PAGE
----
Sentenced to death in 1982 for the alleged murder of a Philadelphia police officer in a trial called a “travesty of justice” by civil liberties advocates and human rights organizations such as the NAACP, ACLU, Amnesty International and Human Rights Watch, Abu-Jamal spent almost 30 years on death row until 2011, when his sentence was commuted to life in prison after an appeal courts ruled that the original trial and sentence were tainted by racism.
Through his prison writings and popular radio broadcasts, Abu-Jamal has remained a key dissident voice in the U.S. reporting extensively on the prison-industrial complex and the institutionalization of white supremacy. In the past two years, the campaign for his release has gained added impetus given his deteriorating health. In September, a federal court ruled that prison officials had violated the U.S. constitutional guarantee against “cruel and unusual punishment” by denying Abu-Jamal treatment for Hepatitis C.
Abu-Jamal has said about his struggle for justice, “Do you see law and order? There is nothing but disorder, and instead of law there is the illusion of security. It is an illusion because it is built on a long history of injustices: racism, criminality, and the genocide of millions. Many people say it is insane to resist the system, but actually, it is insane not to.”
U.S. Army whistleblower Chelsea Manning was sentenced in 2013 to 35 years in military prison for revealing evidence of U.S. war crimes committed in Afghanistan and Iraq. While other U.S. military officials who have released classified information for personal gain have faced minimal consequences – such as former CIA Director and commander of NATO and U.S. Forces in Afghanistan David Petraeus, and Donald Trump’s pick for National Security Adviser Retired General Michael Flynn – Manning, who released information about government crimes in the public interest, spent months under conditions denounced by the U.N. special rapporteur on torture as “cruel, inhumane, and degrading,” and a violation of U.N. conventions against torture.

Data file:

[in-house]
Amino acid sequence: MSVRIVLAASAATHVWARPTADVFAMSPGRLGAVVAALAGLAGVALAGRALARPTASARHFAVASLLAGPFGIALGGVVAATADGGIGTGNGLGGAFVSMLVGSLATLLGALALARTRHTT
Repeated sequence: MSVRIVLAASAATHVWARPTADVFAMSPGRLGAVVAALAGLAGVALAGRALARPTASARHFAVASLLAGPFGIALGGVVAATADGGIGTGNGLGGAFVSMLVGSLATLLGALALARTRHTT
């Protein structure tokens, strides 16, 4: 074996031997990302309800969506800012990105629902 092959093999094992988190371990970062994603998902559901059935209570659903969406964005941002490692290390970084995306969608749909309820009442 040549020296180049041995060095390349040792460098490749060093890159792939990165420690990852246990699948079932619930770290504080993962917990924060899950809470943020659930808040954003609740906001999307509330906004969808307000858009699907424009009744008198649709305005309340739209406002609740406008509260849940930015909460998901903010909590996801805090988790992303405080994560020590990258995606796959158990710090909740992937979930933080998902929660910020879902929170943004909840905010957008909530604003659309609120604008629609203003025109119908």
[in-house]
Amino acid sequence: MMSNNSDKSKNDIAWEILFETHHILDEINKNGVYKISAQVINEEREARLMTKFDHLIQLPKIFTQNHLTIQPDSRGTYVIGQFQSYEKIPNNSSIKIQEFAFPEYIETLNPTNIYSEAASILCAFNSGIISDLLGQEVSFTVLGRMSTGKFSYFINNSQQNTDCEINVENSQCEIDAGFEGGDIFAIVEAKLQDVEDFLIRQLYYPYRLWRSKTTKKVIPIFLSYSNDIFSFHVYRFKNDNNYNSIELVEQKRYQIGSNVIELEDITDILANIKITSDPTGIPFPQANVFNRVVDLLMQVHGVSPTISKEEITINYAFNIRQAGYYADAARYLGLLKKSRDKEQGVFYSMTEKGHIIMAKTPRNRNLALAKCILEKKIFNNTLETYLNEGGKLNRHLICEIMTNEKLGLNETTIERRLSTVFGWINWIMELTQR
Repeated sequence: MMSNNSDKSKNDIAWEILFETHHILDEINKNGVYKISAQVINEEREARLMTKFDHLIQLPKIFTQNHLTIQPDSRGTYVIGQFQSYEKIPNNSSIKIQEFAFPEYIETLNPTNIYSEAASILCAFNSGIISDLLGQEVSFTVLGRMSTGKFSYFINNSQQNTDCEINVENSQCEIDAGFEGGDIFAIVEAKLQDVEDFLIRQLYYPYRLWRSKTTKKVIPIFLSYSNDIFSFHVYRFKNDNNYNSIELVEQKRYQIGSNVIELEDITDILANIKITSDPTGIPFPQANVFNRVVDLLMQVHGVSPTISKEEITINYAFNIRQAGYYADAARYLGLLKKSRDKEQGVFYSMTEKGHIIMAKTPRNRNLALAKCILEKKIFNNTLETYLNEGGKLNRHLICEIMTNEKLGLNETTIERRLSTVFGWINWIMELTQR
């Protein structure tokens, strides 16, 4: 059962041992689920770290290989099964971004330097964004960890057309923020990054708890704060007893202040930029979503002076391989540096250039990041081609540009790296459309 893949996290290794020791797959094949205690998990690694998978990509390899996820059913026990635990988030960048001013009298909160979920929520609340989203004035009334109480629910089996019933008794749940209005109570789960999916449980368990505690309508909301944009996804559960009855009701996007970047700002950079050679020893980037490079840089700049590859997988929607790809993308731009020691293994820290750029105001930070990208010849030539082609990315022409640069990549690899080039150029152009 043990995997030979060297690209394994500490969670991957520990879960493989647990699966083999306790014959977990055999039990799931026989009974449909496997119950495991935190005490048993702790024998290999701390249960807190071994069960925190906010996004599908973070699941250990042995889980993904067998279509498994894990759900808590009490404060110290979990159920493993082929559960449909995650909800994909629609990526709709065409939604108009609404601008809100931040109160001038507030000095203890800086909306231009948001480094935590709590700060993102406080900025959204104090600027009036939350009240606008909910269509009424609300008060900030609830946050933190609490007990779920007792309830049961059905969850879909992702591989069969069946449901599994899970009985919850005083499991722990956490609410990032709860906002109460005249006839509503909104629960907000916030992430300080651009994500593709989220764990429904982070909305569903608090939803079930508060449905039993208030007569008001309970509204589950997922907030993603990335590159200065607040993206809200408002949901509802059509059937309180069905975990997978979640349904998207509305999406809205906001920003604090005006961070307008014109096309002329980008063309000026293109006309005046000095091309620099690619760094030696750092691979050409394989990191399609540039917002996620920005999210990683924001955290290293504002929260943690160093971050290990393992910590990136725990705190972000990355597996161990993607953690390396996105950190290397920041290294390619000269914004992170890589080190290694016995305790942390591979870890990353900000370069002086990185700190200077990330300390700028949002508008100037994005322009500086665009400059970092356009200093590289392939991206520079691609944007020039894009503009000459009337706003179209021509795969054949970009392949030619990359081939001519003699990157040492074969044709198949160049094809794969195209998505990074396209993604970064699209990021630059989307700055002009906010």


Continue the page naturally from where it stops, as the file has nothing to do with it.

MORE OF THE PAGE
Calls for Manning’s release have increased after two serious suicide attempts drew further attention to her harsh detention conditions. U.S. officials have repeatedly denied her the medically necessary treatment for her gender transition process. Despite this, Manning has become a trans rights activist, declaring in The Guardian newspaper, “I am a transgender woman and the government is denying my civil rights.”
The Prisoners at Guantanamo Bay
For 14 years, the U.S. has operated this “island outside the law,” where 800 men have been illegally detained, tortured, and held without charge or trial in violation of both U.S. and international law. Despite President Obama’s promise to close the military prison, something the American Civil Liberties Union calls a “shameful episode in American history”, 49 prisoners remain jailed, despite facing no charges or having ever been convicted of a crime. The U.S. government itself has declared that 20 of these men – detained during the U.S.’s so-called ”War on Terror” – are entirely innocent of any crimes and pose no threat to the U.S. While every single national and international human rights group has called for President Obama to close the prison and release the prisoners before his term ends, the U.S. government is in the process of renovating the facility, increasing fears that it will continue to be a key part of the U.S. national security apparatus under President Trump.